By Kristi Robinson
Not too often does a new invention come along that’s unlike anything you’ve seen before; one that leaves you scratching your head and wondering how it is even possible. Seemingly part-magic, but mostly made up of incredible feats of engineering and physics – with a enormous amount of patience for trial and error – is the “Wintergatan Marble Machine” by Swedish musician Martin Molin.
While the concept of a marble music machine isn’t a novel one (there’s actually an entire marble machine sub-culture), Molin’s approach to create a programmable machine that controls how the marbles are falling is. He was first inspired to build his brand new machine after seeing Canadian Matthias Wandels, a woodworking expert, and his videos of how to make wooden gears on You-Tube. A visit to the Speelklok Museum in Utrecht, The Netherlands to see mechanical musical instruments sealed the deal for Molin. He gave himself two months to complete the project from start to finish, but with many unforeseen hiccups, it took fourteen. Working from a windowless industrial building in Gothenburg, he often came close to giving up. Molin joked, ‘the closer the machine gets to be finished the harder it gets to finish it. It’s strange how that happens, when the finish line is in sight, everything slows down automatically except the avalanche of new unforeseen problems’.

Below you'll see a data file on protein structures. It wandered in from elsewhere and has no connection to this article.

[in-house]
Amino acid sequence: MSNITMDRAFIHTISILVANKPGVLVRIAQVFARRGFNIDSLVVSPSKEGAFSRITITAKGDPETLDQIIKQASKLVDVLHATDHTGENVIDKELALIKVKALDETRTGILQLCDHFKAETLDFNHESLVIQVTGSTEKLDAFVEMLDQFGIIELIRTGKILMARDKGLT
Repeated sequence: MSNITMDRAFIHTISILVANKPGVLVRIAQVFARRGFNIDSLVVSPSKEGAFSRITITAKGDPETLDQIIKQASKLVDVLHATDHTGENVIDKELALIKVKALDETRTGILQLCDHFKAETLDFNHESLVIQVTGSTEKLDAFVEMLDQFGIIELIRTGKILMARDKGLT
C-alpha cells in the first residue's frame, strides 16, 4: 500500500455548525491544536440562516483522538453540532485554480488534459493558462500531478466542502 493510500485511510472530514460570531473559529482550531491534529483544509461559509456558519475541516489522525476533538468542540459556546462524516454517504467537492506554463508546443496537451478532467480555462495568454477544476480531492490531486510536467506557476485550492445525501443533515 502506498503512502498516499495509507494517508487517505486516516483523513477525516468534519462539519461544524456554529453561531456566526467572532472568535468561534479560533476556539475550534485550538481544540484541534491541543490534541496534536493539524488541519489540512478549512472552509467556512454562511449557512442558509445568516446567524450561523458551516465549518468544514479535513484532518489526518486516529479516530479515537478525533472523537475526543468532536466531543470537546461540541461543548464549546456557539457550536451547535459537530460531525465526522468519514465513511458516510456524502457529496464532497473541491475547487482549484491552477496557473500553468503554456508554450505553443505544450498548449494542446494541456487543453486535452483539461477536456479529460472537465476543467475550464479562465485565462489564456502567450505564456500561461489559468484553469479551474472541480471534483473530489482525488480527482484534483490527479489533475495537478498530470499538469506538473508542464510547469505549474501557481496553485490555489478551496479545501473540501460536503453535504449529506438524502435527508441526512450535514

So two thousand marbles and three thousand parts later Molin’s perseverance paid off. With a crank of the lever the music machine is set in motion. The central wheel, a 32 bar loop starts to spin and the marbles begin to move around the 22 tracks, directed through funnels, hitting various instruments with incredibly well-timed precision like the snare drum, a kick drum (or bass drum), a high hat cymbal, sizzle cymbal, and a vibraphone. Rather than a haphazard and irregular dropping of the marbles he is able to control the exact moment each marble is released by putting Lego technic nails in the 32 bar loop grid (each nail drops one marble). The only part of the machine that isn’t played by the marbles is the strings of the bass guitar, that are played by hand, with the occasional freestyle on the vibraphone.
The key of the song can also be adjusted while playing. In Molin’s video (link at the end of this article), the key starts in E minor and switches to C major, and can continue changing its tune in endless combinations.
With the success of the marble machine added to his musical accomplishments, Molin’s next big goal is to design a machine that can be easily taken on tour with his folktronica band ‘Wintergatan’ (Swedish for ‘The Milky Way’). Molin sees this new marble-centric instrument as being tour friendly and much smaller in size.
Martin Molin and his Wintergatan Marble Machine © Samuel Westergren
To see the amazing Wintergatan Marble Machine in action please watch the video of Molin’s ‘Marble Machine’ song: https://www.youtube.com/watch?v=IvUU8joBb1Q